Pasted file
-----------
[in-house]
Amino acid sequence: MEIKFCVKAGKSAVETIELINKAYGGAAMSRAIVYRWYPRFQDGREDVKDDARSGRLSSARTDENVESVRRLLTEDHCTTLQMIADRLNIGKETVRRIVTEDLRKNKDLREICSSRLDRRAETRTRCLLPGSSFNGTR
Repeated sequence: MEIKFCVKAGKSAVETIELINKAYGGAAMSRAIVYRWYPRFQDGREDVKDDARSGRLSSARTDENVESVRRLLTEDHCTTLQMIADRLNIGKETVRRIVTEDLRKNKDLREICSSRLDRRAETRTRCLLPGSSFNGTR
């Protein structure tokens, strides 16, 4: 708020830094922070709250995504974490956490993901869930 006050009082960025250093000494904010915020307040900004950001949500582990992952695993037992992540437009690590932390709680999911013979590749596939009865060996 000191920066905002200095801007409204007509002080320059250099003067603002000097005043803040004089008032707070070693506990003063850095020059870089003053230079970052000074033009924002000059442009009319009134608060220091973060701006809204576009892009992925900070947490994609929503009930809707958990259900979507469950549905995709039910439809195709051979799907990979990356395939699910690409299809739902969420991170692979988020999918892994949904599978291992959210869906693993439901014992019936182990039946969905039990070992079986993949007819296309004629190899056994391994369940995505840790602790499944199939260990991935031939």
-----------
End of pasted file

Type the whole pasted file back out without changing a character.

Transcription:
[in-house]
Amino acid sequence: MEIKFCVKAGKSAVETIELINKAYGGAAMSRAIVYRWYPRFQDGREDVKDDARSGRLSSARTDENVESVRRLLTEDHCTTLQMIADRLNIGKETVRRIVTEDLRKNKDLREICSSRLDRRAETRTRCLLPGSSFNGTR
Repeated sequence: MEIKFCVKAGKSAVETIELINKAYGGAAMSRAIVYRWYPRFQDGREDVKDDARSGRLSSARTDENVESVRRLLTEDHCTTLQMIADRLNIGKETVRRIVTEDLRKNKDLREICSSRLDRRAETRTRCLLPGSSFNGTR
């Protein structure tokens, strides 16, 4: 708020830094922070709250995504974490956490993901869930 006050009082960025250093000494904010915020307040900004950001949500582990992952695993037992992540437009690590932390709680999911013979590749596939009865060996 000191920066905002200095801007409204007509002080320059250099003067603002000097005043803040004089008032707070070693506990003063850095020059870089003053230079970052000074033009924002000059442009009319009134608060220091973060701006809204576009892009992925900070947490994609929503009930809707958990259900979507469950549905995709039910439809195709051979799907990979990356395939699910690409299809739902969420991170692979988020999918892994949904599978291992959210869906693993439901014992019936182990039946969905039990070992079986993949007819296309004629190899056994391994369940995505840790602790499944199939260990991935031939």